As one year ends and another begins, we’re often anticipating what the New Year will look like for members of the Esri community. Most of the road ahead is reasonably predictable. Esri is not revolutionary so much as it is an evolutionary company, evolving software and services in step with established trends in platforms, software, and related technologies. While that provides milepost predictability, there are still milestones looking forward. Here’s a summary look ahead and four key milestones that what we can expect during 2012.
The Release of ArcGIS 10.1
The release of ArcGIS 10.1 will be a major event this year, bringing to fruition themes of expanding online GIS, strengthening the server platform, adding key reinforcements to traditional GIS, expanding mobile capabilities, empowering developers, and more. Those might seem like the usual high-level list for any release, but looking behind the scenes this release promises to be more revolutionary than most, specifically in terms of online (read: cloud) capabilities that will evolve rapidly throughout the coming year.
Here’s just one example: with an ArcGIS Online subscription any ArcGIS Desktop user can publish maps directly to the Web, making ArcGIS Desktop the premier map authoring and publishing console for Web maps and apps. Though the initial focus is on publishing maps, the mapping capabilities will continue to grow and will be complemented by off-the-shelf geoprocessing services as well as the ability to publish your own geoprocessing services as ArcGIS evolves online.
ArcGIS Online Is A New GIS Pattern
From its initial focus on sharing, ArcGIS Online has been evolving to become a deeply essential part of your geospatial enterprise, supporting broader access to GIS across your organization and to a broader audience of knowledge workers and public geographic information consumers.
Currently in beta, and synchronized with the 10.1 release, ArcGIS Online subscriptions offer the ability to publish maps and data directly to the Web, manage users and their roles within your organization, and establish catalogs and websites to create a destination for your GIS, creating an open and collaborative way to make your GIS more available and valuable.
Moving your GIS online represents a new pattern, one that will fundamentally change the way you implement your GIS and make your information available to others. Your GIS won’t be all in the cloud (yet), but in the nearer term the cloud will make your life easier and complement your existing geospatial infrastructure.
ArcGIS For You
Esri supports a variety of geospatial communities, focused around industries like defense and intelligence, utilities, local government, public safety, and many more. These communities have common ground, but also specific requirements, expectations, and business needs.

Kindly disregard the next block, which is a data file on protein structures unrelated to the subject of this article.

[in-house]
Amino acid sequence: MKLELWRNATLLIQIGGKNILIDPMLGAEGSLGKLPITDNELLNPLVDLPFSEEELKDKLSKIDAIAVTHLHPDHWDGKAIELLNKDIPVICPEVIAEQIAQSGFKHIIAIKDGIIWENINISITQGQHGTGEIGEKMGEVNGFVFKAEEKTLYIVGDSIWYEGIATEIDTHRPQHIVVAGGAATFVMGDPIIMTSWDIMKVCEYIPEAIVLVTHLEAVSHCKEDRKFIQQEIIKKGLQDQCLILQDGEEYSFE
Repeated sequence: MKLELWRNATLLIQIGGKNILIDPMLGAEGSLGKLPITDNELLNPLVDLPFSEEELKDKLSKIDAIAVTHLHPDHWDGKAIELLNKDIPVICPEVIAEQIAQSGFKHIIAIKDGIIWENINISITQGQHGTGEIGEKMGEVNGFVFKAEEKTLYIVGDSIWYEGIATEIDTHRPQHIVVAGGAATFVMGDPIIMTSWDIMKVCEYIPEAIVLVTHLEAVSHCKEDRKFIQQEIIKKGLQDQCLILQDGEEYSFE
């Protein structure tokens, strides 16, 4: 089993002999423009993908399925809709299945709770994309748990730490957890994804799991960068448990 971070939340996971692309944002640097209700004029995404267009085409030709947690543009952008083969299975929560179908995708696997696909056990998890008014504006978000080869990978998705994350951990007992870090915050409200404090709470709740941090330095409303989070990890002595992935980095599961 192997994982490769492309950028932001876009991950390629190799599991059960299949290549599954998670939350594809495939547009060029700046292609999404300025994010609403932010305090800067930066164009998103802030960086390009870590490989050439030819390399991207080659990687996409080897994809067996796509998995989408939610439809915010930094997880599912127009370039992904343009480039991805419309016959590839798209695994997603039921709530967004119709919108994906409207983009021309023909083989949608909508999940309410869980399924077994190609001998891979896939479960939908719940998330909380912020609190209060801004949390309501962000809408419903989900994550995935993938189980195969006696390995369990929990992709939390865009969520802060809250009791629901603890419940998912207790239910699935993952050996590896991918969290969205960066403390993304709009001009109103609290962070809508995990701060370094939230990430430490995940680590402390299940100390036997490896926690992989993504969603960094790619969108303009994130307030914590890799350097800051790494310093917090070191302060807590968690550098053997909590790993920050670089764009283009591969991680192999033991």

To meet these needs, focused information products, apps, and Web sites are major key to success. In the past you may have had to construct these from the ground up, but a series of useful maps, apps, and templates that are focused on specific communities is surfacing in 2012. These are organized into modules, can be extended and configured, and form the foundation for fulfilling common business patterns such as asset management, planning and analysis, field mobility, operational awareness, and citizen engagement.
Local government templates and frameworks are already available and maturing, and you can expect more to come.
There’s An App For That
There are over half a million apps available from the Apple app store, perhaps another quarter million or more in the Android marketplace, running the gamut from games to productivity tools to focused information delivery apps.
In 2012 you can expect more lightweight focused solutions from Esri that are workflow driven and target key business functions where GIS provides significant value. But unlike many apps on your phone, these won’t be a somewhat random collection of compartmentalized solutions. Angry Birds and Words With Friends don’t need to interoperate or share a common foundation. But your mobile field apps, your information management consoles, and departmental and public apps do, and will be based upon a common geospatial framework that leverages intelligent maps, standard information models, and open data access.
It’s also increasingly important for your organization to provide focused applications across many devices. PCs and browsers still rule, but to reach your target audience you’ll need mobile and tablet applications, and likely your own app store to serve your community. Templates are already available that help you create your own branded destination for your geospatial applications and assets.
Stay tuned to major Esri events for updates on current trends and product evolution. The Esri Federal GIS Conference, Esri Developer Summit, regional conferences, and of course the Esri International User Conference are upcoming major events that present opportunities to learn more. See the Esri Event Calendar for an event near you.
By Bern Szukalski